Are the two over the hump then, ready to bury 65 years of hostility ? Not quite, going by an opposing series of actions. India fired off its longest range missile this month which scientists said gives it the capability to launch inter-continental ballistic missiles (ICBMs) and within days Pakistan tested its own long range nuclear capable missile. While India can argue that the 5,000 km range Agni V was aimed at closing the deterrence gap with China, Pakistan’s Shaheen missile which defence experts say is capable of hitting targets 2,500 km away brings virtually all of India in its range. You could ask why does Pakistan need long range missiles when it can target Delhi which is barely 700 kms from Islamabad. Presumably the idea is to negate India’s strategic depth that Pakistan does not have. Then there is a steady Indian conventional arms buildup in line with its growing economy, and again, to find some level of parity with China. But some of that armour including state-of-the-art Rafale fighter planes, an aircraft carrier and nuclear-powered submarines could just as well be deployed on the west.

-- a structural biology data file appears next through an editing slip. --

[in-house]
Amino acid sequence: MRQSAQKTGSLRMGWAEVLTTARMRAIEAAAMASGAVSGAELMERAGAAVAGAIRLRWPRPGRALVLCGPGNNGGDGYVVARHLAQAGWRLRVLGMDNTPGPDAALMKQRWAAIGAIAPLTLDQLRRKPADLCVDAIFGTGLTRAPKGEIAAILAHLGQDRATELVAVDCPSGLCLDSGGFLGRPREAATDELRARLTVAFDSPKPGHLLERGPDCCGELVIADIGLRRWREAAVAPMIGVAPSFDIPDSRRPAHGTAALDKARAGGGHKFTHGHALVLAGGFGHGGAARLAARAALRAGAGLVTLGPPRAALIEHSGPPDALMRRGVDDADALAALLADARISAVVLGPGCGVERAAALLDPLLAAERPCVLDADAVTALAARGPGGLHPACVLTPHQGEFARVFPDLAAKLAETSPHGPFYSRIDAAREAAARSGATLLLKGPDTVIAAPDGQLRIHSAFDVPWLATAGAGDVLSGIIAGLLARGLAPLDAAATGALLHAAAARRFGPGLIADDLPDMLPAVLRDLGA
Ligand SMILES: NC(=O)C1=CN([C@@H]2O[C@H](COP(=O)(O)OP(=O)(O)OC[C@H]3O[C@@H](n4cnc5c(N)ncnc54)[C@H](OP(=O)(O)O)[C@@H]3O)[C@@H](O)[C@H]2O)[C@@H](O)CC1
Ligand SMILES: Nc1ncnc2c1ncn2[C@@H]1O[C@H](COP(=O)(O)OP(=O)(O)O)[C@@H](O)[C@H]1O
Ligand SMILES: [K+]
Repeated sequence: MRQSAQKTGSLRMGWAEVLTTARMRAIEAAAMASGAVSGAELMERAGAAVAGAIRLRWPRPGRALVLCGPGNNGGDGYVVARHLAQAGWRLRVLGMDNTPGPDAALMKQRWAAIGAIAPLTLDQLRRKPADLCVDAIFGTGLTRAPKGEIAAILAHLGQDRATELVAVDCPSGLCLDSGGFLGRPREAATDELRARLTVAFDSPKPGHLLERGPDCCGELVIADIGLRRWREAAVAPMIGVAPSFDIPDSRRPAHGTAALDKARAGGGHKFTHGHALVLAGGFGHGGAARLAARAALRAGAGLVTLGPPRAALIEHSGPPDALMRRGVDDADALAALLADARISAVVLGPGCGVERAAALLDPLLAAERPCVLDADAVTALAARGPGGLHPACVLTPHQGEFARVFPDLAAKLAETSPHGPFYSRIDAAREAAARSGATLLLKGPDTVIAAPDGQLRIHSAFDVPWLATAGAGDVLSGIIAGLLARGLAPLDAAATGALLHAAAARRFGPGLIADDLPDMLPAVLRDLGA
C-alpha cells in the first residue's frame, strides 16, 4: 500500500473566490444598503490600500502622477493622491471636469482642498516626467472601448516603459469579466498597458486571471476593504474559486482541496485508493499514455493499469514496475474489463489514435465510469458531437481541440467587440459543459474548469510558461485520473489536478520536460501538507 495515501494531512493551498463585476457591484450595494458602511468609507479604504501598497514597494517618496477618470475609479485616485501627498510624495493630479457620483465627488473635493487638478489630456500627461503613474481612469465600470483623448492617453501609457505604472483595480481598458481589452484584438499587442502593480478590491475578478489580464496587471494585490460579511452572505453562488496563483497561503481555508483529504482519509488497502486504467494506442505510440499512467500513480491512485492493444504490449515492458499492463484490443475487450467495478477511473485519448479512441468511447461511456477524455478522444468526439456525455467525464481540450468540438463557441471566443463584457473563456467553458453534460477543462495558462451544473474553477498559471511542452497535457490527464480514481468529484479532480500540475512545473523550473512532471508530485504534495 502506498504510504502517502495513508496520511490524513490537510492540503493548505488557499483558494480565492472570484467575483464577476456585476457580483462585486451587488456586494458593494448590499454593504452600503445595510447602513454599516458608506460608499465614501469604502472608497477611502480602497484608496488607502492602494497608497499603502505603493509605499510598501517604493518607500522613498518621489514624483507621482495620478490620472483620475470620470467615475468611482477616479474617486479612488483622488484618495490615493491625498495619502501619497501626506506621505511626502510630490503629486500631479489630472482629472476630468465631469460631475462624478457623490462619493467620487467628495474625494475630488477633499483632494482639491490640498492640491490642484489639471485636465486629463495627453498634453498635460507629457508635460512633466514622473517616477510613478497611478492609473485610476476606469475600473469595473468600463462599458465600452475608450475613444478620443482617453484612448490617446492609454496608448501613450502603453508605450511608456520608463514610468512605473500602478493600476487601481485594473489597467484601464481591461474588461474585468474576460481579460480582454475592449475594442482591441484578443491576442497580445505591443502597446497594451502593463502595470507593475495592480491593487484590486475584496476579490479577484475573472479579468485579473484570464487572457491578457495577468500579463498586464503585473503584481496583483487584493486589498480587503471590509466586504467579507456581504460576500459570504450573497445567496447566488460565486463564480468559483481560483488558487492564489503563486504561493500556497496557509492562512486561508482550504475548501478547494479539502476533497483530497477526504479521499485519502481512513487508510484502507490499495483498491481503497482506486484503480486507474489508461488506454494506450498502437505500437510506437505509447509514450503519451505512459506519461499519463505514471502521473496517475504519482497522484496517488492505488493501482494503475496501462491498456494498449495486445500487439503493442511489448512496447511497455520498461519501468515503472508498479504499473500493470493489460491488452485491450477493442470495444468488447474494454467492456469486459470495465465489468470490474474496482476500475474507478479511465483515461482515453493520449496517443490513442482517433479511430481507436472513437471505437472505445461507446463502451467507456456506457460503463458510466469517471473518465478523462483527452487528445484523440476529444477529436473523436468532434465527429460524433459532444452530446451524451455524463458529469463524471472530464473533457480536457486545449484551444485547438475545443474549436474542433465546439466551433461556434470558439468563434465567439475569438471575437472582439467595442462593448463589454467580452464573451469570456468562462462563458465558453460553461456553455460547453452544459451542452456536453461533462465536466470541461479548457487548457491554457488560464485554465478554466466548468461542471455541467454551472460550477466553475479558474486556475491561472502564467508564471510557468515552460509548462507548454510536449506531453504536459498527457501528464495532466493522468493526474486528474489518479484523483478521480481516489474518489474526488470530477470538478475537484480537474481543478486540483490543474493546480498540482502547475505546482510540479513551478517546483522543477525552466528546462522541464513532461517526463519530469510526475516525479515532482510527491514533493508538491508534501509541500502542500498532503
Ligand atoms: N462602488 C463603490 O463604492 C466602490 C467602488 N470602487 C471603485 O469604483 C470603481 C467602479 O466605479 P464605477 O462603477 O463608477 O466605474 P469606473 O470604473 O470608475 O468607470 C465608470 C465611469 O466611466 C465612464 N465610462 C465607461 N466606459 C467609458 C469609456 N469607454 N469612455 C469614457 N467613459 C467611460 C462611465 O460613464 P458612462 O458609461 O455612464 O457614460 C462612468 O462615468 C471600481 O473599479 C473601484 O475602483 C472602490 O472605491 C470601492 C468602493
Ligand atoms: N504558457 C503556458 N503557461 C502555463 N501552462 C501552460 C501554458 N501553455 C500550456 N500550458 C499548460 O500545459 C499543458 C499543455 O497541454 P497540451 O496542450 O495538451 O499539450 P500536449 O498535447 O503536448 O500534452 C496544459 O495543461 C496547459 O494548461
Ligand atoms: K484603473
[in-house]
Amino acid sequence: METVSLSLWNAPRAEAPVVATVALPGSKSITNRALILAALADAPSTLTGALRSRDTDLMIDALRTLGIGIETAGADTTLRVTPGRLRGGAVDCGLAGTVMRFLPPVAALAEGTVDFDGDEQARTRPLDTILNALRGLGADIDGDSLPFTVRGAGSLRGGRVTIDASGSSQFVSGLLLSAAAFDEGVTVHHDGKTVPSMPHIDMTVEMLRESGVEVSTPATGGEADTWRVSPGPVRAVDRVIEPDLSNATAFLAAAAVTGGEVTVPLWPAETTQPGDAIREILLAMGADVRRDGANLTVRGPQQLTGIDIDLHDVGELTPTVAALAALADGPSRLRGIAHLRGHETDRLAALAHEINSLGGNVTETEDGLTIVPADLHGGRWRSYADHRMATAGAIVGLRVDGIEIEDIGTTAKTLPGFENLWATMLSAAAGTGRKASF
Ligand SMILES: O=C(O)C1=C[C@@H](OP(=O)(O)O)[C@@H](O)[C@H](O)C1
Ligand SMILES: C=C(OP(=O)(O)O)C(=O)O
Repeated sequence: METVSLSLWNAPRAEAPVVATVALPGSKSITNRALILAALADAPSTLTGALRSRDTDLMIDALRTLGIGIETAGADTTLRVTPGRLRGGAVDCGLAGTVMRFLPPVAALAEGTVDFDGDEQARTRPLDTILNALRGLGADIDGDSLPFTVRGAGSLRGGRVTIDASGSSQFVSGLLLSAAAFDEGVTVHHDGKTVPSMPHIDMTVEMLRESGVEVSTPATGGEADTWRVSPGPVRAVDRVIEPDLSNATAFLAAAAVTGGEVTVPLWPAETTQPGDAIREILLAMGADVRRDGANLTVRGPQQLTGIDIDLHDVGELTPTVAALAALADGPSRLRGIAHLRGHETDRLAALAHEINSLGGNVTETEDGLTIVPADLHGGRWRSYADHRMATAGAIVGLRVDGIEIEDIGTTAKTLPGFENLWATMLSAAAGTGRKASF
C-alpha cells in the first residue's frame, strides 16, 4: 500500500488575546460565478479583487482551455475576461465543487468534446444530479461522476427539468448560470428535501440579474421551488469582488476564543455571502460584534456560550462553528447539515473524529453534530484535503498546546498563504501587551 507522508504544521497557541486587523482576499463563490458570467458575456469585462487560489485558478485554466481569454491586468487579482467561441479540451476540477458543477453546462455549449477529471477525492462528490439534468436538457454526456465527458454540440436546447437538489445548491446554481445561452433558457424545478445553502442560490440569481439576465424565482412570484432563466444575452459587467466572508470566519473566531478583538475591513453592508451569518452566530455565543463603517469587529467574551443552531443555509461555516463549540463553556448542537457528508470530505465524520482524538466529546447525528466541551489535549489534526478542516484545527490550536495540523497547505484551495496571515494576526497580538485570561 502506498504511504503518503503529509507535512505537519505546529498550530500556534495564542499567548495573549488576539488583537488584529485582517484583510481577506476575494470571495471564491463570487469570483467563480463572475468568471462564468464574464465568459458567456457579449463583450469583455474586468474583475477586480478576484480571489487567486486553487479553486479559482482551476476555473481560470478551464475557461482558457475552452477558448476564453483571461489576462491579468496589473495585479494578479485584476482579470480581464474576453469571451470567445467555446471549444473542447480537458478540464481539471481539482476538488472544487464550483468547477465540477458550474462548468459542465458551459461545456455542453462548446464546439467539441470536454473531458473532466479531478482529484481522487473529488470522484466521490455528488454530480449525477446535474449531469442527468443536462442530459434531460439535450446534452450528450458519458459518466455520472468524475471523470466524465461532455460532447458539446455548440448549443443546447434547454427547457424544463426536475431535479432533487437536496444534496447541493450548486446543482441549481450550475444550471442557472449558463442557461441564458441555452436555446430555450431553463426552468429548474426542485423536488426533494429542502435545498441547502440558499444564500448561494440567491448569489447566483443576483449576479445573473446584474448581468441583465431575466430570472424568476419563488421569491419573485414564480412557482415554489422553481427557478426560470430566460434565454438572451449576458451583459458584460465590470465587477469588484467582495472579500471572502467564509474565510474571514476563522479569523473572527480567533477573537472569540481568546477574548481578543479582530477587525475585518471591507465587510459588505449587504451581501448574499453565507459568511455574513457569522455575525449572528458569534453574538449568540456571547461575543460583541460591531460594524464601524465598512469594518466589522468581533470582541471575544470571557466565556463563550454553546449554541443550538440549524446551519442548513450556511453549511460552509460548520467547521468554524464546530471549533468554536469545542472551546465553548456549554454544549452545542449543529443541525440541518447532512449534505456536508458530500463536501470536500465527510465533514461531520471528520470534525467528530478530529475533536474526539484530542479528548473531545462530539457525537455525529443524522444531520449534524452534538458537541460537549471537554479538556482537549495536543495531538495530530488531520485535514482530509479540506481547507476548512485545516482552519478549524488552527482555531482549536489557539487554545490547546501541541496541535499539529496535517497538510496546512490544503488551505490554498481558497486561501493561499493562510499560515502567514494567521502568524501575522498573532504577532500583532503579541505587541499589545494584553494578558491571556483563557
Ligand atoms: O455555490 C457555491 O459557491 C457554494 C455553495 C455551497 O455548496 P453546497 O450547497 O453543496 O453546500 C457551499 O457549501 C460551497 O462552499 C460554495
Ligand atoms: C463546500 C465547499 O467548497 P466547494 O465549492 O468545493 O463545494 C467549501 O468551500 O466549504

from Expert Zone:
(The views expressed in this column are the author's own and do not represent those of Reuters)
The draft strategic partnership agreement between the U.S. and Kabul to address their relationship after the completion of the International Security Assistance Force (ISAF) withdrawal in 2014 has been arrived at after negotiations. The draft addresses the issues for ten years beyond 2014. A scrutiny of Afghan forces and the challenges they face highlights issues that merit inclusion in the agreement.
from India Insight:
A government human rights commission in Kashmir on Tuesday evening said it will review records from the 1995 abduction of Western tourists after a new book claimed that four of six foreign tourists were murdered by a pro-India militia to discredit India’s arch-rival Pakistan.
On July 4, 1995, Americans Donald Hutchings and John Childs, as well as Britons Paul Wells and Keith Mangan were kidnapped by the little known Al-Faran militant group while trekking in the Himalayas near Pahalgam, 97 km (60 miles) southeast of Srinagar.